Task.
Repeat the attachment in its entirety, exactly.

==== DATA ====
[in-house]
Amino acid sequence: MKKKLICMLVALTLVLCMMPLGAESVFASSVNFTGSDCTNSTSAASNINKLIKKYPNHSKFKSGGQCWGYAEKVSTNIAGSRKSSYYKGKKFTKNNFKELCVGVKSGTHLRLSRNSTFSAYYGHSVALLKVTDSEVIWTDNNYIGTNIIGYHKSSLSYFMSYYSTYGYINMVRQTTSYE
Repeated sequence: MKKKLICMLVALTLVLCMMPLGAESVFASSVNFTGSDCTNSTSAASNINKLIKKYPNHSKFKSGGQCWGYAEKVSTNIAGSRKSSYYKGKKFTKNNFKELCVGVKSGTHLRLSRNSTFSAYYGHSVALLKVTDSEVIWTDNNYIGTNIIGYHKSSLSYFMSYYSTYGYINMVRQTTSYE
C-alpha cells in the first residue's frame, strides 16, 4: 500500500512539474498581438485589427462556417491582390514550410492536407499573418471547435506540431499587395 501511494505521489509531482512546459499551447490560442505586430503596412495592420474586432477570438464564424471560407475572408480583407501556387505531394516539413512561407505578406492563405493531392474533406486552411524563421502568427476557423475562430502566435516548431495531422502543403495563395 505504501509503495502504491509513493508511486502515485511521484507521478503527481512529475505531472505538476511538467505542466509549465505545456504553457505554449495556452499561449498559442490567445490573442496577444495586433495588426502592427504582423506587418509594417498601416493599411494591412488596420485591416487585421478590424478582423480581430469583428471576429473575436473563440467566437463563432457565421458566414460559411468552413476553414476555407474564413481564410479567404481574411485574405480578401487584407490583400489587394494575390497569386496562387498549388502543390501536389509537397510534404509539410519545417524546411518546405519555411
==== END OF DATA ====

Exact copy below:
[in-house]
Amino acid sequence: MKKKLICMLVALTLVLCMMPLGAESVFASSVNFTGSDCTNSTSAASNINKLIKKYPNHSKFKSGGQCWGYAEKVSTNIAGSRKSSYYKGKKFTKNNFKELCVGVKSGTHLRLSRNSTFSAYYGHSVALLKVTDSEVIWTDNNYIGTNIIGYHKSSLSYFMSYYSTYGYINMVRQTTSYE
Repeated sequence: MKKKLICMLVALTLVLCMMPLGAESVFASSVNFTGSDCTNSTSAASNINKLIKKYPNHSKFKSGGQCWGYAEKVSTNIAGSRKSSYYKGKKFTKNNFKELCVGVKSGTHLRLSRNSTFSAYYGHSVALLKVTDSEVIWTDNNYIGTNIIGYHKSSLSYFMSYYSTYGYINMVRQTTSYE
C-alpha cells in the first residue's frame, strides 16, 4: 500500500512539474498581438485589427462556417491582390514550410492536407499573418471547435506540431499587395 501511494505521489509531482512546459499551447490560442505586430503596412495592420474586432477570438464564424471560407475572408480583407501556387505531394516539413512561407505578406492563405493531392474533406486552411524563421502568427476557423475562430502566435516548431495531422502543403495563395 505504501509503495502504491509513493508511486502515485511521484507521478503527481512529475505531472505538476511538467505542466509549465505545456504553457505554449495556452499561449498559442490567445490573442496577444495586433495588426502592427504582423506587418509594417498601416493599411494591412488596420485591416487585421478590424478582423480581430469583428471576429473575436473563440467566437463563432457565421458566414460559411468552413476553414476555407474564413481564410479567404481574411485574405480578401487584407490583400489587394494575390497569386496562387498549388502543390501536389509537397510534404509539410519545417524546411518546405519555411